The man spat on the ground. "I do not show you for your thanks, muschi-uepoi, but only so that you do no dishonor to the kapteo."
"Well, thanks anyway," Kostin muttered as he stepped inside the tent.
In the smoky light of a single, sputtering lantern, the kapteo of the Wreckwash Blades was hard at work mending shoes.
"Ah… Kapteo Giuleppeschi…?" Kostin asked, confused. Could this really be the captain of a criminal clan?
"Sit," said the old man, not bothering to look up from the floor and the simple leather shoe he was hunched over. Arrayed about him were well-worn tools of the shoemaker's trade.
Kostin performed the gesture of obeisance he had been shown, uncertain if the man had even seen it, and sat down cross-legged on a brocaded pillow.
Waiting in silence, Kostin watched the kapteo's strong hands draw sinew thread through the tough old leather of the shoe. After a space of time that Kostin could not measure, the kapteo spoke.
"In life," he said, putting down the shoe and raising his washed-out blue eyes to look directly at Kostin for the first time, "we do what we must. My father made shoes, and so I have the skill. Your father was a good man, Kostinnavolus, and so I wonder why you are perhaps a bad one?"
Startled to hear his full name from the mouth of a stranger, Kostin blurted, "You didn’t know my father."
The kapteo nodded. "True. I only knew of him. There was a time when I knew all the comings and goings of the People from Rag's End to the Underbridge. He was a good man, as you know. He would not cross silver with us, with any clan. And for that we loved him in our way—he was as the stone that does not feel the storm. A strong man is like that, yes? Do you follow?"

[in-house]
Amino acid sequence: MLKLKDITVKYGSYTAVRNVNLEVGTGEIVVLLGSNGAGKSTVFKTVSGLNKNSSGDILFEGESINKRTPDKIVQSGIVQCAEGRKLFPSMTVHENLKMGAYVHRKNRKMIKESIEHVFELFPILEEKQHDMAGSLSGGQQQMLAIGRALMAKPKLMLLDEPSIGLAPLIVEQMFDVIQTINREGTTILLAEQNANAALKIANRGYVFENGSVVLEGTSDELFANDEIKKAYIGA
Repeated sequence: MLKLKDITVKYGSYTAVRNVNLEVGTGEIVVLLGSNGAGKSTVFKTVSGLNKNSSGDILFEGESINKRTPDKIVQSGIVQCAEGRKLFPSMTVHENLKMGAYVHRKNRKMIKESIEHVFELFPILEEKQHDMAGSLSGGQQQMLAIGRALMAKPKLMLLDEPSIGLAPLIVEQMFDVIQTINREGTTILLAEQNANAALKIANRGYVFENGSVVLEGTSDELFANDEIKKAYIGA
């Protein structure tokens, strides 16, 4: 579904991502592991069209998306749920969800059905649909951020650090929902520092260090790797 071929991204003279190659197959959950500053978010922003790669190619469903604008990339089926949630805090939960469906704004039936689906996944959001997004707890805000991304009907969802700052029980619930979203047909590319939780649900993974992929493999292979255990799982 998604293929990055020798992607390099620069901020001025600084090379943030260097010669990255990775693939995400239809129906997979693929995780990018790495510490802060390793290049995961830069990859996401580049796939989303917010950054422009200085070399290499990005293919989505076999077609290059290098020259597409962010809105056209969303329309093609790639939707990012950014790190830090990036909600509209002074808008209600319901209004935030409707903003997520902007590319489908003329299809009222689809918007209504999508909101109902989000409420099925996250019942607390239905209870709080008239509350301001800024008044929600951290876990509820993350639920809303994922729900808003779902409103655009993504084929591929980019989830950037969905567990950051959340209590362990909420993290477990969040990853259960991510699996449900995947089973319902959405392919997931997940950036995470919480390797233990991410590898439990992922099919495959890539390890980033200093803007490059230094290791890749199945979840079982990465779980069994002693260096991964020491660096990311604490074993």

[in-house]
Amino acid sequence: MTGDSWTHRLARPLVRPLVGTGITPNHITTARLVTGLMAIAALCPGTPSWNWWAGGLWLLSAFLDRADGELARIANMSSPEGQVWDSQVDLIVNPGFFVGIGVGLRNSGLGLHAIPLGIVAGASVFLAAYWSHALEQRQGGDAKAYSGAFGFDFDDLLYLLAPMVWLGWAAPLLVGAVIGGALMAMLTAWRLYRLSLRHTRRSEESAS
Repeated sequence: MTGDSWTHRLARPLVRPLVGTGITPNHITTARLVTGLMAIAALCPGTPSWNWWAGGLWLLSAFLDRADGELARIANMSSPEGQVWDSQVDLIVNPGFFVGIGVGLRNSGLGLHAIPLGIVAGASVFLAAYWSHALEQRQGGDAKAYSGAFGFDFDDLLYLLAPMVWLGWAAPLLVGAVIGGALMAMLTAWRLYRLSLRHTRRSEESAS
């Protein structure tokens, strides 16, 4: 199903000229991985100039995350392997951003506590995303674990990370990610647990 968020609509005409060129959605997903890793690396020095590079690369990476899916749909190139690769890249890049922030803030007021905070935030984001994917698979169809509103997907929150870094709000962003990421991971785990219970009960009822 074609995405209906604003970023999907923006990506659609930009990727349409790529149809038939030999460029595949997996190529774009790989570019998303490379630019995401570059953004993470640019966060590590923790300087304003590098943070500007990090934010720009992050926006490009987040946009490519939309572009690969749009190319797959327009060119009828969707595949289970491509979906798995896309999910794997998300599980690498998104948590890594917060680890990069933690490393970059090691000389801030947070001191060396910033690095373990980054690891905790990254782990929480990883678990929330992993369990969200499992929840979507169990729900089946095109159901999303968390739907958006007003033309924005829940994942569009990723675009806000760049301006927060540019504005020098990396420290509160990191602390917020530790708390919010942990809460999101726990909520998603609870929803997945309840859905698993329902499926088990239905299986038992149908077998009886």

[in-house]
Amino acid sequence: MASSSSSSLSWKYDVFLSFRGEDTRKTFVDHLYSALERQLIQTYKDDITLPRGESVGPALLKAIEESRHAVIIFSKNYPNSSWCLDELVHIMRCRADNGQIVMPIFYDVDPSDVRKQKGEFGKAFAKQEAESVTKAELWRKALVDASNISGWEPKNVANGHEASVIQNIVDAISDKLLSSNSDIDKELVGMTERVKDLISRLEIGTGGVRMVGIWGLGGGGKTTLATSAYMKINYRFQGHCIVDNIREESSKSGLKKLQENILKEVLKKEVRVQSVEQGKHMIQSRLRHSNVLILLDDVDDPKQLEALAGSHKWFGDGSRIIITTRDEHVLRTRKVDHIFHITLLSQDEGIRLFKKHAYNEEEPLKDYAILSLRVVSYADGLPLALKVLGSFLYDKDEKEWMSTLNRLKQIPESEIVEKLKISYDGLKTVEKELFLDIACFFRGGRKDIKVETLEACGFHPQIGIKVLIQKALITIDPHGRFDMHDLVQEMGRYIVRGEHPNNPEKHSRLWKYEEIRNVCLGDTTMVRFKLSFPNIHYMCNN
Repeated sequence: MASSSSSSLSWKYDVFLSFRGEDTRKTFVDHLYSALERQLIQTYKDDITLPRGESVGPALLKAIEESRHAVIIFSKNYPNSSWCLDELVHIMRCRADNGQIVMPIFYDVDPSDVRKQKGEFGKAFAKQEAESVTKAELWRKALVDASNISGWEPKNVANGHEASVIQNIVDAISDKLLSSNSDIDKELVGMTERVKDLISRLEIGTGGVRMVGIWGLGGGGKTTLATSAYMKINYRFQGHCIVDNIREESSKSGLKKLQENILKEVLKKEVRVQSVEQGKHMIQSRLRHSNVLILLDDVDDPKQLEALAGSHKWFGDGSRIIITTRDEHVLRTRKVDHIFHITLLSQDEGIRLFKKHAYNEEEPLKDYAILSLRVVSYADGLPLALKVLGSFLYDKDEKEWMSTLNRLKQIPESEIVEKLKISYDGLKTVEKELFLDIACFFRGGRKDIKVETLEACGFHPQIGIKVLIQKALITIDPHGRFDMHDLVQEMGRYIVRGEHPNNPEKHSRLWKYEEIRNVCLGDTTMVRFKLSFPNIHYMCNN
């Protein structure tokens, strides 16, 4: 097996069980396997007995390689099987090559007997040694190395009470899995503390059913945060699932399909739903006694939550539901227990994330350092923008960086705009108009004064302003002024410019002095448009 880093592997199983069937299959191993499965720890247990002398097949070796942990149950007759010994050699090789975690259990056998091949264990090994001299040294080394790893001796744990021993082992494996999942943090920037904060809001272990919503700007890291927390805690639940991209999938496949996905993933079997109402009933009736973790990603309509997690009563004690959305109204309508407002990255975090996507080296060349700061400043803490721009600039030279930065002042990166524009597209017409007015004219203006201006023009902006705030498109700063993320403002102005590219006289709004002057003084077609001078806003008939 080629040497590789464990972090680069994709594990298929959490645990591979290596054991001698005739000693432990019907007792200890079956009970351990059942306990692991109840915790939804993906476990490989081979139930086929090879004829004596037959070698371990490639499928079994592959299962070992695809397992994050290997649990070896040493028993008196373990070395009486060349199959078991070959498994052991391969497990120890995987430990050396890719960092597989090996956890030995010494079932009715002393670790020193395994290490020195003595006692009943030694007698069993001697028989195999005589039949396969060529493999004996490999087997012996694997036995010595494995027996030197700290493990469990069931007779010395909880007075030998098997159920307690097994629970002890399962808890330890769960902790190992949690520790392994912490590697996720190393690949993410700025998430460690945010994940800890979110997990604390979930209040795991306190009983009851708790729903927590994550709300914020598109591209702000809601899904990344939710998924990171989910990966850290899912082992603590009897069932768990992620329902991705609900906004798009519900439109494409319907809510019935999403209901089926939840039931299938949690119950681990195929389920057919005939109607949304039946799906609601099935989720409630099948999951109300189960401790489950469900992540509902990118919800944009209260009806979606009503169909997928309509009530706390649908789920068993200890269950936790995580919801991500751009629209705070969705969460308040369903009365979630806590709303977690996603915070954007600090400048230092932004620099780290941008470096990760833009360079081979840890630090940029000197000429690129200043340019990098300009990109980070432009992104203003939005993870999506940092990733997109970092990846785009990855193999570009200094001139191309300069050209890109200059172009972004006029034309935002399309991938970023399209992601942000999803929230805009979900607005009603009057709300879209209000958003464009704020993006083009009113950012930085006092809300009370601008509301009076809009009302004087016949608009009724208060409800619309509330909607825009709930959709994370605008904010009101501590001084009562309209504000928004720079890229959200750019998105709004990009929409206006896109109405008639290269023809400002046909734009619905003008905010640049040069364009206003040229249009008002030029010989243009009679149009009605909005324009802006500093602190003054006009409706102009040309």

"I…" Kostin was at a loss for words. He glanced down at his dirty breeches, ash-smeared from the scorched remains of his father's home. He was conscious for the first time of smelling like smoke.
"But you are here, now." The kapteo grinned, leaning back in evident satisfaction. "And that can only mean you have failed him, yes? You are a boy in trouble, a boy in a man's body, just as any nestling who has hid like a child from the world." It was said mildly, matter-of-factly, but the venom of the old man's words was palpable.
Kostin, anger kindled, locked eyes with the kapteo and bared his teeth.
"A friend is an enemy's enemy," Kostin quoted the old Varisian saying. "It's the same in every language, kapteo. I'm not here for a handout, and Desna take your insults. I'm here to make a deal about the Shoanti."
The kapteo raised one bushy white eyebrow and gestured for Kostin to continue.
"The worst scum in Beacon Point—what do they call themselves? The Iron Eaters? Something ridiculous. We both want them out of the picture—only you have an agreement with the Night Scales not to touch them. They're the Scales' blunt instruments in this part of town, and they push and push at you and all you can do is complain to navedo bosses that life isn't fair." Kostin stopped, took a breath, and noticed his hands were knotted into fists. "I can get rid of them."
A calculating look crept into the old man's eyes. "If one pretends the Scales will ignore what they can surely find out about such a deal, what do you want from us?"
Kostin named his figure.
The kapteo licked his lips before speaking. "A lot of coin. It will take time to raise such a loan."
Kostin hissed a choice Varisian oath and slammed his hand into the ground between them, sending a leather-punch skittering across the carpets. The old man's eyes flashed fire, and his hand slipped to the hilt of his blade.
"It isn't a loan, you old cheat. Either I get it done, in which case it's payment. Or I don't—in which case I'm dead, either at their hands or yours. And I don't need coin. Hacksilver, trade bits, ingots—hell, dinnerware is fine, just have it for me by this time tomorrow. I have people that need to get paid."
The kapteo shook his head, his anger giving way to amusement. "Too much risk. I cannot say yes to this. But it is good to see the spirit of the People is still in you, mossback."